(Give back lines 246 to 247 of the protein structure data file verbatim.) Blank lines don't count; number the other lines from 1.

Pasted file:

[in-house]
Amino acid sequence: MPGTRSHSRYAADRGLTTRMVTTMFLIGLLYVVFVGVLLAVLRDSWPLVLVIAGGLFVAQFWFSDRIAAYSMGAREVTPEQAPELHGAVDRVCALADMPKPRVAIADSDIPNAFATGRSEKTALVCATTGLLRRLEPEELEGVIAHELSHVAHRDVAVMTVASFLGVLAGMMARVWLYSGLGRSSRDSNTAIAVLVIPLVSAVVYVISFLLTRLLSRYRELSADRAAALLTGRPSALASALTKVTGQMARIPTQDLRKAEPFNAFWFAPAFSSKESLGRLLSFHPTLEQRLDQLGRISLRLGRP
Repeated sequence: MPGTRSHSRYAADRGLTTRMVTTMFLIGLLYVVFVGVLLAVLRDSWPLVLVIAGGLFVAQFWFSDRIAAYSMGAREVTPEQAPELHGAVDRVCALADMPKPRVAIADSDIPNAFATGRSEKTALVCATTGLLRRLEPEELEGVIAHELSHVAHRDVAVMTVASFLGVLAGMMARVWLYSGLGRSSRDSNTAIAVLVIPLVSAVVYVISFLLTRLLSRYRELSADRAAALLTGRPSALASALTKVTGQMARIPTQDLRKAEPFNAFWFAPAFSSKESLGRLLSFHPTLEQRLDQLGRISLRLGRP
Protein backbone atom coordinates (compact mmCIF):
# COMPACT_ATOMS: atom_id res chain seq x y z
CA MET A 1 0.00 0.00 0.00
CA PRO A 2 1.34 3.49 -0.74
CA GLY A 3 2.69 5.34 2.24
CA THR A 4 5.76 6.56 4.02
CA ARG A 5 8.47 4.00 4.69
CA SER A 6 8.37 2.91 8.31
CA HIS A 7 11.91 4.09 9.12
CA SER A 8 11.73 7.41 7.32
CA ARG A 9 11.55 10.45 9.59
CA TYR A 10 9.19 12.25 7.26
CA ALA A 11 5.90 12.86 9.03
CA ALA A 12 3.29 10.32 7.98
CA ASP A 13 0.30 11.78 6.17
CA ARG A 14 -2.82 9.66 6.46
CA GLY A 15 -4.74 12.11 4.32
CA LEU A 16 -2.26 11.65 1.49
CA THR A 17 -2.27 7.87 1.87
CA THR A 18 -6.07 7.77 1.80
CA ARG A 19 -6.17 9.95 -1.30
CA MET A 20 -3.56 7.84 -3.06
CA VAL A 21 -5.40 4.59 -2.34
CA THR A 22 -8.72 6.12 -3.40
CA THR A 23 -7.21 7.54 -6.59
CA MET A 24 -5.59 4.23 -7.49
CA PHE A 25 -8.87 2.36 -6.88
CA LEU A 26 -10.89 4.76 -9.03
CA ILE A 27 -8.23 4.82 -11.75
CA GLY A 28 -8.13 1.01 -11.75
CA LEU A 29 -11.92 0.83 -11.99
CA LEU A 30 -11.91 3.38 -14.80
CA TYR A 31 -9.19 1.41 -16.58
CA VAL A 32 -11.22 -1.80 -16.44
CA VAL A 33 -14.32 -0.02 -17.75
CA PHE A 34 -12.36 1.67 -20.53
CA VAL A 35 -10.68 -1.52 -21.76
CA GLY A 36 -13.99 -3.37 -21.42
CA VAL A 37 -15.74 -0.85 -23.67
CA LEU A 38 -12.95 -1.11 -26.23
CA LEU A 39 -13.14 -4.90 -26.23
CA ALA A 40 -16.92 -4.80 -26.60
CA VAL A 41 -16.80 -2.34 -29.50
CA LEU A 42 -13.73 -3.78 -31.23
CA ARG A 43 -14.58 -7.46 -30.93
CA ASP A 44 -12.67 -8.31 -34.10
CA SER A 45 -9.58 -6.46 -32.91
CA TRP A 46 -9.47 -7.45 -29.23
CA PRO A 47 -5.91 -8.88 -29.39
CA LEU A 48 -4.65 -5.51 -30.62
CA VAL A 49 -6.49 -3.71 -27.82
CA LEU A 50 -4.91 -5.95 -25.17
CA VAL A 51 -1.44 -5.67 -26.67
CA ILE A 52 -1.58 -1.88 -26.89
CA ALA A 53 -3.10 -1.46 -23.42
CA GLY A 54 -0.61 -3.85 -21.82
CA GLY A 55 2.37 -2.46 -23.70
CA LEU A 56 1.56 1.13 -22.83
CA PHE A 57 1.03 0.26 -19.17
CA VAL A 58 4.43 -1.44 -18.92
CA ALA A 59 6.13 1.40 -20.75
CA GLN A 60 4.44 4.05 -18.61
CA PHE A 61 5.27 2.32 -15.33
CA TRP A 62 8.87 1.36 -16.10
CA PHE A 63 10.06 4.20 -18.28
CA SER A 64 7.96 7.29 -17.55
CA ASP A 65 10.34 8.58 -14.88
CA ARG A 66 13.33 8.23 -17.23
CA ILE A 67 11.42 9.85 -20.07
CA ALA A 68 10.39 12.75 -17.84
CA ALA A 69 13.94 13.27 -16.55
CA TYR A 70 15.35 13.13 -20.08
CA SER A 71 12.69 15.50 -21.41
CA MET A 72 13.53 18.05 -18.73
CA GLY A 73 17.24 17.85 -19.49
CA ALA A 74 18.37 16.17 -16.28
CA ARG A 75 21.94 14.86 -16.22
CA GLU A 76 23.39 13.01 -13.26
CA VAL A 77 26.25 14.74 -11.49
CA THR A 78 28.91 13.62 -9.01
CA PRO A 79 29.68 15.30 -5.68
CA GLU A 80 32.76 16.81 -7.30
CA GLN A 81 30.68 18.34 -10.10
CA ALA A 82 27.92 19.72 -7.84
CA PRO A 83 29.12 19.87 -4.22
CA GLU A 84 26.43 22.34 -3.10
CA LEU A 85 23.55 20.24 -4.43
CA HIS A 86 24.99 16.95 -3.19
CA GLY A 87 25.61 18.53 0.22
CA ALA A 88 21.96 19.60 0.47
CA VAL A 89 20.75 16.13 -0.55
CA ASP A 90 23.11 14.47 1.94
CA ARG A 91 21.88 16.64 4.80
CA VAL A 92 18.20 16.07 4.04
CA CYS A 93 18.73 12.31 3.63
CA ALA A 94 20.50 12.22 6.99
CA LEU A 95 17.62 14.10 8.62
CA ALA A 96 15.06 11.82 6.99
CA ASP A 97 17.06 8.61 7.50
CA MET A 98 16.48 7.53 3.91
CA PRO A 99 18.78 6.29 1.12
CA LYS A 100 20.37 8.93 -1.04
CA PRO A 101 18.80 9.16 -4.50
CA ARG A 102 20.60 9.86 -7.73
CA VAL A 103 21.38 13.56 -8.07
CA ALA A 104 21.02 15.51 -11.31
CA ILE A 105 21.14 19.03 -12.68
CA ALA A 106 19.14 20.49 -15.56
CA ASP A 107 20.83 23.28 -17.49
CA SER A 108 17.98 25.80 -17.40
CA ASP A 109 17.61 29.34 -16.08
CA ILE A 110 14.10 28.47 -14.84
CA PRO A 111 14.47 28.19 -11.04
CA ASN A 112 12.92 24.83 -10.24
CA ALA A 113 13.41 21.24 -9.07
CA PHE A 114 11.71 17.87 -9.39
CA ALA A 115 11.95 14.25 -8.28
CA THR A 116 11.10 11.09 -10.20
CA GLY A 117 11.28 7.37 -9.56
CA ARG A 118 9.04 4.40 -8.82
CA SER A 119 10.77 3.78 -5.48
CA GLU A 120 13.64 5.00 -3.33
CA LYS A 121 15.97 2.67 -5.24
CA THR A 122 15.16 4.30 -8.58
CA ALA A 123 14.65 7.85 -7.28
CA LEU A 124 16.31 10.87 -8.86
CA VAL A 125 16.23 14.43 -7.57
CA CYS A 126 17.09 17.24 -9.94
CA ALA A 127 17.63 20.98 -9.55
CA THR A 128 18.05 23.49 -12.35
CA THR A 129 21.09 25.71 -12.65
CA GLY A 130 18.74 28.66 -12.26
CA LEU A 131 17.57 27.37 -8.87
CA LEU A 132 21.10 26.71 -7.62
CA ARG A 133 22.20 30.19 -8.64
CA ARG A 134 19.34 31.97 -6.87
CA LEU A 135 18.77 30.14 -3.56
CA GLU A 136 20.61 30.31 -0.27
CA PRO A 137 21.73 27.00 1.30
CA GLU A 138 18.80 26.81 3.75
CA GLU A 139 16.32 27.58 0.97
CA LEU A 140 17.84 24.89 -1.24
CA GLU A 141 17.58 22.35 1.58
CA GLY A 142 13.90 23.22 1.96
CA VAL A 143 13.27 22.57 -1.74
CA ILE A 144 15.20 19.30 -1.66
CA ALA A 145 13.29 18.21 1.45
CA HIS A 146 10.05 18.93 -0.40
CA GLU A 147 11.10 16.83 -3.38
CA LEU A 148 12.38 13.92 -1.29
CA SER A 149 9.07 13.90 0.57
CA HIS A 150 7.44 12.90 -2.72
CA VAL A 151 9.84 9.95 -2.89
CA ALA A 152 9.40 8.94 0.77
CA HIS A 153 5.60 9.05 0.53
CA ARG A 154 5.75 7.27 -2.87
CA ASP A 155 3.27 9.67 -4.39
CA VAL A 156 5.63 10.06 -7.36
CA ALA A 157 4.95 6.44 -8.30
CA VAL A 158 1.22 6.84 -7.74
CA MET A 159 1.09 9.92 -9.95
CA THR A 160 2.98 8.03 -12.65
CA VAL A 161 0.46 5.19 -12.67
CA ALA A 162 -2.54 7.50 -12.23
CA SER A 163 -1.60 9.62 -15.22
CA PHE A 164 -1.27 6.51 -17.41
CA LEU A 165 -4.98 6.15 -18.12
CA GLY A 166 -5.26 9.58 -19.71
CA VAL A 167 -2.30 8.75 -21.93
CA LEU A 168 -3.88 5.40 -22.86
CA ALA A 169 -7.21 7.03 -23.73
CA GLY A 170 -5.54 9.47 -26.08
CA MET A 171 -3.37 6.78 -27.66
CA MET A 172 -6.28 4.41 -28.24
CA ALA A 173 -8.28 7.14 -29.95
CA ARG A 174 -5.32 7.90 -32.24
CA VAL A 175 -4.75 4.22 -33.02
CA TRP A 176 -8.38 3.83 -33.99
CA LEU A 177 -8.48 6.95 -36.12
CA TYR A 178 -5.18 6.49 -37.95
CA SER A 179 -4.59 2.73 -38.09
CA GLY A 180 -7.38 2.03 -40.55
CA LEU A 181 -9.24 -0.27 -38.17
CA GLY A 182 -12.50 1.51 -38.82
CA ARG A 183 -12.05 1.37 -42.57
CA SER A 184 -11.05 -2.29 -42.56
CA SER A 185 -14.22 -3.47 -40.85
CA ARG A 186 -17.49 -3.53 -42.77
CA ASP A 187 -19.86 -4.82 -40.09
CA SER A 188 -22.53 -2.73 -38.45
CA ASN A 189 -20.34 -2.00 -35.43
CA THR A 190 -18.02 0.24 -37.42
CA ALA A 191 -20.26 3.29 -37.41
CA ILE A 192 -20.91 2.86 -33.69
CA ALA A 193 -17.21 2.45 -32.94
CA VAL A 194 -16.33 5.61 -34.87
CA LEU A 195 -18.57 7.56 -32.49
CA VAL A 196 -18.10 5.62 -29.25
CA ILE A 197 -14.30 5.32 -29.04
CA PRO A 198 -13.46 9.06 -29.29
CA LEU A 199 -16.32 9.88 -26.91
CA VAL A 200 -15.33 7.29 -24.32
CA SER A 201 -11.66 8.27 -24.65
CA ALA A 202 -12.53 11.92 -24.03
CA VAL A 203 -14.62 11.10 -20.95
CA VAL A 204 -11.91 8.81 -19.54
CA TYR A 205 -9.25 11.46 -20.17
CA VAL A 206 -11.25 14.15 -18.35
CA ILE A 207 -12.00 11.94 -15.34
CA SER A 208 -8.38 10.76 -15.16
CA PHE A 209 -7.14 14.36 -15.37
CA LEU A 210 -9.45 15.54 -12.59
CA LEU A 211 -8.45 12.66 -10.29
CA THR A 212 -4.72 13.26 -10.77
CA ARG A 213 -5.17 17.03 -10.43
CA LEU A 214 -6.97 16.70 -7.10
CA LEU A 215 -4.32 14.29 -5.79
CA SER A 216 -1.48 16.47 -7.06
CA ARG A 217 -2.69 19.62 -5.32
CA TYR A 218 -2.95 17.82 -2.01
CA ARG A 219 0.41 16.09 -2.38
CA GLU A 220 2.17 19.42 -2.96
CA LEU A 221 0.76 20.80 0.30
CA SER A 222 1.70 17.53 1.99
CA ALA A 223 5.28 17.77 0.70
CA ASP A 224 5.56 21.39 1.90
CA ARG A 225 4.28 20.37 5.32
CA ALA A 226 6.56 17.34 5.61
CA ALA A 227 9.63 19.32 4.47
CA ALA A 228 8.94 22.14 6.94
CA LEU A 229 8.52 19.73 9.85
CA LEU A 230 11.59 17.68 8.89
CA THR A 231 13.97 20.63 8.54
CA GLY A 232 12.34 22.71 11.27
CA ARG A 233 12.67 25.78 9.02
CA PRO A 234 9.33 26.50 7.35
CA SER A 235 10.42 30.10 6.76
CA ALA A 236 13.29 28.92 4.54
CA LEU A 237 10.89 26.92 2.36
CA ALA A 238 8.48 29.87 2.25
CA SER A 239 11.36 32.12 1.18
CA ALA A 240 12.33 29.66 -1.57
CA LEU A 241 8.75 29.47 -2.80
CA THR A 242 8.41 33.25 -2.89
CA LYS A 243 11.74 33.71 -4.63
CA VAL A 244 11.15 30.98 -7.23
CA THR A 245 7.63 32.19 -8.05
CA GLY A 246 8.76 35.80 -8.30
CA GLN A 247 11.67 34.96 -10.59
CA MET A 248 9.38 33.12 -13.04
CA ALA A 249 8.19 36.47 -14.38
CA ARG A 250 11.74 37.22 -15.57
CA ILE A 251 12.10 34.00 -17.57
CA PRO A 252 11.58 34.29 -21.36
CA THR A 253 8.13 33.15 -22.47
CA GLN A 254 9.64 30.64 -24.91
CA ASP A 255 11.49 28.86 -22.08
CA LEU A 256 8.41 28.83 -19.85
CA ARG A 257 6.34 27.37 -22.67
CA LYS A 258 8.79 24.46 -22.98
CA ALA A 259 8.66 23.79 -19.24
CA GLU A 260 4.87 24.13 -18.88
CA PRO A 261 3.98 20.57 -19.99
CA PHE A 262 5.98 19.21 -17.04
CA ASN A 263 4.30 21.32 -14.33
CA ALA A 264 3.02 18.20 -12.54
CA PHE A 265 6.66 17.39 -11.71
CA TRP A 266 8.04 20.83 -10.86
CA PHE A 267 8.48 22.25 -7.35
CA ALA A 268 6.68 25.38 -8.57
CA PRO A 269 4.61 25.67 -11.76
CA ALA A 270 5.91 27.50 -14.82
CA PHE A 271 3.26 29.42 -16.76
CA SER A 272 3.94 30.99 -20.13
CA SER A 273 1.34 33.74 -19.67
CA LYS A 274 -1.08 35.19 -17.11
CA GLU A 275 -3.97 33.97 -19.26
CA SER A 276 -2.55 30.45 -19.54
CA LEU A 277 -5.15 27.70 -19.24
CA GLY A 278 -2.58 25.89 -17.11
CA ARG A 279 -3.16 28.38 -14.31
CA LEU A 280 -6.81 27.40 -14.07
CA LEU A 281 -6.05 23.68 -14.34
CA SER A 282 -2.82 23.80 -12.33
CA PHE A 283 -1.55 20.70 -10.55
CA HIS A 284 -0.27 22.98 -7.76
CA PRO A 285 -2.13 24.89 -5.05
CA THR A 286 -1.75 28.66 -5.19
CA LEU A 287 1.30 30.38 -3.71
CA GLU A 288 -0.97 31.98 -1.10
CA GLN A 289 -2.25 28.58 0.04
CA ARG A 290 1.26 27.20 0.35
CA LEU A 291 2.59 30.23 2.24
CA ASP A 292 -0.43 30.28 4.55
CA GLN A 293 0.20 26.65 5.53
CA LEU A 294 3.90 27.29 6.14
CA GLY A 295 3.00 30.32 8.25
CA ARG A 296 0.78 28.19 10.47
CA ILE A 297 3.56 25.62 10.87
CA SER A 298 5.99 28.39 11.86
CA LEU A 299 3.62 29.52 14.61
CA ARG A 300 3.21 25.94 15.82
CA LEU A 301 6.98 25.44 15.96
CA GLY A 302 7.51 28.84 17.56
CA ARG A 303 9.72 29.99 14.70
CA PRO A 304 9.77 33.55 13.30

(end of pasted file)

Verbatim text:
CA LEU A 241 8.75 29.47 -2.80
CA THR A 242 8.41 33.25 -2.89